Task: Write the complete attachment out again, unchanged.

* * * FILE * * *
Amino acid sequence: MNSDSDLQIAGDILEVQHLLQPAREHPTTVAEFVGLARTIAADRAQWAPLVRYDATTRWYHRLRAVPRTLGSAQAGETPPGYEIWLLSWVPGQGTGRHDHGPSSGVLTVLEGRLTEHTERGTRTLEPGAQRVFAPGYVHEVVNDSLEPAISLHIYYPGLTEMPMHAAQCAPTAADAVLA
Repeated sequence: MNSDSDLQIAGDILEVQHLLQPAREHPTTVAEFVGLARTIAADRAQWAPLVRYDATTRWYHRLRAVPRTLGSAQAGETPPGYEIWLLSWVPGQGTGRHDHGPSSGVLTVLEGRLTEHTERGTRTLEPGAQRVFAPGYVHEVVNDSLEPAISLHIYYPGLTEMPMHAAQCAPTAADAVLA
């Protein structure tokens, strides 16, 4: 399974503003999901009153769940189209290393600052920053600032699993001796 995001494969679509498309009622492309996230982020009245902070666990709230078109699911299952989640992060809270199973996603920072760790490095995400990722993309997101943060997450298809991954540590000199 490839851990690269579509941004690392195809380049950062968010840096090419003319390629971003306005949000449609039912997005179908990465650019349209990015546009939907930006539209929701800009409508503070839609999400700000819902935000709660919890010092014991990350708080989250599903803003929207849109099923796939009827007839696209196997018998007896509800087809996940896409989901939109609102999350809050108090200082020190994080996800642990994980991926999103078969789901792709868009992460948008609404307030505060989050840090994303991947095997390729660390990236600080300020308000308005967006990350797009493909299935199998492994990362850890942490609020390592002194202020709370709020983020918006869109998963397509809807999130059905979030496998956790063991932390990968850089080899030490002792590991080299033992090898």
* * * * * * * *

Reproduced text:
Amino acid sequence: MNSDSDLQIAGDILEVQHLLQPAREHPTTVAEFVGLARTIAADRAQWAPLVRYDATTRWYHRLRAVPRTLGSAQAGETPPGYEIWLLSWVPGQGTGRHDHGPSSGVLTVLEGRLTEHTERGTRTLEPGAQRVFAPGYVHEVVNDSLEPAISLHIYYPGLTEMPMHAAQCAPTAADAVLA
Repeated sequence: MNSDSDLQIAGDILEVQHLLQPAREHPTTVAEFVGLARTIAADRAQWAPLVRYDATTRWYHRLRAVPRTLGSAQAGETPPGYEIWLLSWVPGQGTGRHDHGPSSGVLTVLEGRLTEHTERGTRTLEPGAQRVFAPGYVHEVVNDSLEPAISLHIYYPGLTEMPMHAAQCAPTAADAVLA
């Protein structure tokens, strides 16, 4: 399974503003999901009153769940189209290393600052920053600032699993001796 995001494969679509498309009622492309996230982020009245902070666990709230078109699911299952989640992060809270199973996603920072760790490095995400990722993309997101943060997450298809991954540590000199 490839851990690269579509941004690392195809380049950062968010840096090419003319390629971003306005949000449609039912997005179908990465650019349209990015546009939907930006539209929701800009409508503070839609999400700000819902935000709660919890010092014991990350708080989250599903803003929207849109099923796939009827007839696209196997018998007896509800087809996940896409989901939109609102999350809050108090200082020190994080996800642990994980991926999103078969789901792709868009992460948008609404307030505060989050840090994303991947095997390729660390990236600080300020308000308005967006990350797009493909299935199998492994990362850890942490609020390592002194202020709370709020983020918006869109998963397509809807999130059905979030496998956790063991932390990968850089080899030490002792590991080299033992090898």